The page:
For several months, Bryce was seriously out-fundraising Spillman, drawing multi-thousand-dollar donations from several major conservative political players. Her largest donor to date is coal magnate Richard Baxter Gilliam, a major player in conservative Virginia politics, who gave Bryce $10,000. She received thousands from the plaintiffs in a lawsuit against the Albemarle district over its schools’ anti-racism policies, brought by the right-wing Alliance Defending Freedom, which the Southern Poverty Law Center has named a hate group. She also accepted $1,500 from a billboard-company owner known for proudly selling Islamophobic billboards. At the end of June, Bryce had raised three times as much as Spillman.

Now, each has raised over $100,000, with Spillman taking a slight lead thanks to 700 individual donations. The last winner of this at-large seat raised only $3,000.

Spillman attributes her fundraising surge to parents afraid of Bryce’s extremism. “I get texts from district parents daily saying, ‘Thanks for standing up for our kids. Thanks for standing up against racists and homophobes.’” Other parents of LGBT kids fear Bryce’s criticism of the district’s policies that attempt to foster inclusion of all. Bryce supports Youngkin’s efforts to mandate, for instance, that teachers inform parents whose kids are asking to be called a different name or pronouns at school, or who are coming out as trans, defending it as “essential to keep an open line of communication between schools and parents, even more so when a child is in distress.” Current district policies allow teachers to keep such issues private.

Spillman forcefully disagrees. “Sometimes schools are the only safe place for trans kids,” she says. “Some really want to have that conversation with their parents, but work it out with friends and teachers first.”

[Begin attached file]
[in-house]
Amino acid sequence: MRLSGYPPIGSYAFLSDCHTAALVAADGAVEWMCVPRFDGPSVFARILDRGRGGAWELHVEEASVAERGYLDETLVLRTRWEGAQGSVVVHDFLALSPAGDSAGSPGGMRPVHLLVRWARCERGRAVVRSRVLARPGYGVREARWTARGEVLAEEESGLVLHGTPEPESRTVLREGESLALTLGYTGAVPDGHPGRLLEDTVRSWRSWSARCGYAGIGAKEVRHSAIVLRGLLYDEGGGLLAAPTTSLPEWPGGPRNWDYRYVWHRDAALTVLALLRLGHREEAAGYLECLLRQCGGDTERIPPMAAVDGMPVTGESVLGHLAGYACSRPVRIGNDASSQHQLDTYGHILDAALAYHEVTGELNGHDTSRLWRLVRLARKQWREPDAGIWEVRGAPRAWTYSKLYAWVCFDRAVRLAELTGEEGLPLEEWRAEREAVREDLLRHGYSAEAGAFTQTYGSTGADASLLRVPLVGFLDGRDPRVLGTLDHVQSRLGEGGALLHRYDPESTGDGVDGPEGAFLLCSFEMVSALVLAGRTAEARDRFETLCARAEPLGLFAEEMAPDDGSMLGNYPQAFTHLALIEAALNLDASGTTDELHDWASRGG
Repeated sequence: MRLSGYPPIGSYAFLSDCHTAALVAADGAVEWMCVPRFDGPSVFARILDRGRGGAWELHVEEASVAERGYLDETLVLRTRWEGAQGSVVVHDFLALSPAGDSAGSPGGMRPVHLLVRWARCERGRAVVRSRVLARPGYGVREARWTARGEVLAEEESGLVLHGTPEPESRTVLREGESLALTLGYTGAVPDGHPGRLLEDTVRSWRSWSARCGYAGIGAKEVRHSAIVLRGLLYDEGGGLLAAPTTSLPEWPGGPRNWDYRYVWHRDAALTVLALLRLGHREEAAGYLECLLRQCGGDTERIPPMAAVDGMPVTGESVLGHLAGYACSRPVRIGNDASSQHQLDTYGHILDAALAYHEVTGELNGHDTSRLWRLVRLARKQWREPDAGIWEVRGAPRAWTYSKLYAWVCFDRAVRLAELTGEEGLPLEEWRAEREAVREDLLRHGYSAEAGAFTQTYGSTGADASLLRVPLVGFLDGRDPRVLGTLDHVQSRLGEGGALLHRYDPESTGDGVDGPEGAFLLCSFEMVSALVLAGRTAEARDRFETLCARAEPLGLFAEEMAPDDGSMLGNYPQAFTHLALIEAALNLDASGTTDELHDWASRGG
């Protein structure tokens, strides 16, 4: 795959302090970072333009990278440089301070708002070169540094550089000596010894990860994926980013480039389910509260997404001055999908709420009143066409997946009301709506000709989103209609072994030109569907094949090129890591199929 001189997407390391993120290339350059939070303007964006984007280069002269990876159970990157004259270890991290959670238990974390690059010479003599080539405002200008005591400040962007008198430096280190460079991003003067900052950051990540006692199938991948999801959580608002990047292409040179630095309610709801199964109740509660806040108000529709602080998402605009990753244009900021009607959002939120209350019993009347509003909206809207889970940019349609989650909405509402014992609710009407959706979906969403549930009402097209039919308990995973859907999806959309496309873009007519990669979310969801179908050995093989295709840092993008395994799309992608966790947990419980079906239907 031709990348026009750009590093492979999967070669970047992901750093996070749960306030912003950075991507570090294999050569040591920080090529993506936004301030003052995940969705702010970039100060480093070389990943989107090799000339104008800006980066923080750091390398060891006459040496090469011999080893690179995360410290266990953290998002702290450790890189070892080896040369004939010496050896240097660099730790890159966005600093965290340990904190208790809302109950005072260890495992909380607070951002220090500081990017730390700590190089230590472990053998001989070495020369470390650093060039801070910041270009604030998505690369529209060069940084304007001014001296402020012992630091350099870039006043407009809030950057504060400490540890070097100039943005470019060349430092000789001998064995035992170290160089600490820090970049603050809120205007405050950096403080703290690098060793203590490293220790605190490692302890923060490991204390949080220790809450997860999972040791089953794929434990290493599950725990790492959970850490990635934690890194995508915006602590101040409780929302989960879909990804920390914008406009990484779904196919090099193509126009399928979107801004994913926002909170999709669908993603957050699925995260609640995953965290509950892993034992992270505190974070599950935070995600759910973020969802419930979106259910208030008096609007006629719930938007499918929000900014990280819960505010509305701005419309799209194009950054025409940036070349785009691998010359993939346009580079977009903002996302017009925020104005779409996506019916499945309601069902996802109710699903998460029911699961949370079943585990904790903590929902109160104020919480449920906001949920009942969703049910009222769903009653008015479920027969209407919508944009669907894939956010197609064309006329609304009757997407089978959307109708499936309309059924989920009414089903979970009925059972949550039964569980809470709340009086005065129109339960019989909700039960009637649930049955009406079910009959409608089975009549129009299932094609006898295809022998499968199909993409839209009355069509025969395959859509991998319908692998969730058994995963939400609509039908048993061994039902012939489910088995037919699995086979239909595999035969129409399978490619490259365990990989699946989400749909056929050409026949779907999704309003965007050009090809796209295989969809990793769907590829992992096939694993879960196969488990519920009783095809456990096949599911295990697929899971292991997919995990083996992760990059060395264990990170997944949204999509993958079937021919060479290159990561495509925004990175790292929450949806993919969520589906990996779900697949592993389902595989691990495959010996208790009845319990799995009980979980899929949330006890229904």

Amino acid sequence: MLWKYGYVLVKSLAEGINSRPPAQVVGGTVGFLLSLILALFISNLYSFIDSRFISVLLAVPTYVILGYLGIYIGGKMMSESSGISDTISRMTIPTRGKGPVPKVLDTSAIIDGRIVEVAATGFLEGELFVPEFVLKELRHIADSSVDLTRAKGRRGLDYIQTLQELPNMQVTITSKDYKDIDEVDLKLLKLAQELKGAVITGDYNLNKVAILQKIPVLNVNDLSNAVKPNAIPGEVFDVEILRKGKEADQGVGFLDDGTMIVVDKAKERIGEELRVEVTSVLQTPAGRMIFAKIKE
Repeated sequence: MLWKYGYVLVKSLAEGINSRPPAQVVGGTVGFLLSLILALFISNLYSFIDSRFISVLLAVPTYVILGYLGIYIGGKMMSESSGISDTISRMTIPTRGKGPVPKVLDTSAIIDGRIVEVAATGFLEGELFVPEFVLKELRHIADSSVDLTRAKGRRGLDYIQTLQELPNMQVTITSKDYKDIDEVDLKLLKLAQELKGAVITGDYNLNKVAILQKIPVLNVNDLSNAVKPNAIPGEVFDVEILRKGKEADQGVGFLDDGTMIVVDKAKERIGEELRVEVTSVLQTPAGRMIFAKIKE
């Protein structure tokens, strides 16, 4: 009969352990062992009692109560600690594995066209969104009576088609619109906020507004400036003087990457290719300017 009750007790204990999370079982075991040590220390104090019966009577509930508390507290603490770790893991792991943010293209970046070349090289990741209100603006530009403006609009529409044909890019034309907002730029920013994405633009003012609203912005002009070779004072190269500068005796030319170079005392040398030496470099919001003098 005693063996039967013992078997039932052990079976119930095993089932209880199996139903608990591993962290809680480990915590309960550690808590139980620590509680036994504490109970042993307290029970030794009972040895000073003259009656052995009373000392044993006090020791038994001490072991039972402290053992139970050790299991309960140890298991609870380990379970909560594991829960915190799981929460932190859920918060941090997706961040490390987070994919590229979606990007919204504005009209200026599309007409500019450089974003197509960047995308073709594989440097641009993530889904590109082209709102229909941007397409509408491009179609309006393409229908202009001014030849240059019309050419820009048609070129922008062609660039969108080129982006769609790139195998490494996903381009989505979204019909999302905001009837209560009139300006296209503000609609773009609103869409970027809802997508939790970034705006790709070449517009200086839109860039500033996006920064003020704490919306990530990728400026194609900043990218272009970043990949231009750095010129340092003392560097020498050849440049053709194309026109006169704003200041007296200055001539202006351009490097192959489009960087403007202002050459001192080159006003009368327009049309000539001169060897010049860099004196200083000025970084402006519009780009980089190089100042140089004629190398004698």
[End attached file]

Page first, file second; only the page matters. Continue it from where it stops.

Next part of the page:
Maybe the most telling marker of Bryce’s conservatism, though, is her embrace by the conservative Noah Webster Education Foundation, founded by a right-wing Virginia activist who attended the January 6 insurrection. She has attended at least one of the group’s candidate trainings and is featured on the group’s website as “Meg Scalia Bryce, daughter of the late Supreme Court Justice Scalia.” She praised the training NWEF provided: “I found each session fruitful.… I was thrilled to connect with others who care deeply about public education and are willing to fight to make it better. I came away feeling inspired and reinvigorated for my own campaign.”

And while Bryce has defended her attendance at the training as merely to learn the nuts and bolts of “school budgets and parliamentary procedure,” NWEF proudly describes the training as specifically designed to help “conservative school board members” and touted the attendance of none other than Governor Youngkin.

Spillman thinks local voters are catching on to Bryce’s real agenda. “She’s been playing to the moderates, but she’s financially supported by Republicans. I don’t think our voters want to find out after she’s elected that, like Youngkin, she’s actually an extremist.” We’ll find out November 7.

Thank you for reading The Nation!

We hope you enjoyed the story you just read, just one of the many incisive, deeply reported articles we publish daily. Now more than ever, we need fearless journalism that moves the needle on important issues, uncovers malfeasance and corruption, and uplifts voices and perspectives that often go unheard in mainstream media.

Donate right now and help us hold the powerful accountable, shine a light on issues that would otherwise be swept under the rug, and build a more just and equitable future.

For nearly 160 years, The Nation has stood for truth, justice, and moral clarity. As a reader-supported publication, we are not beholden to the whims of advertisers or a corporate owner. But it does take financial resources to report on stories that may take weeks or months to investigate, thoroughly edit and fact-check articles, and get our stories to readers like you.

Donate today and stand with us for a better future. Thank you for being a supporter of independent journalism.

Thank you for your generosity.

Ad Policy
x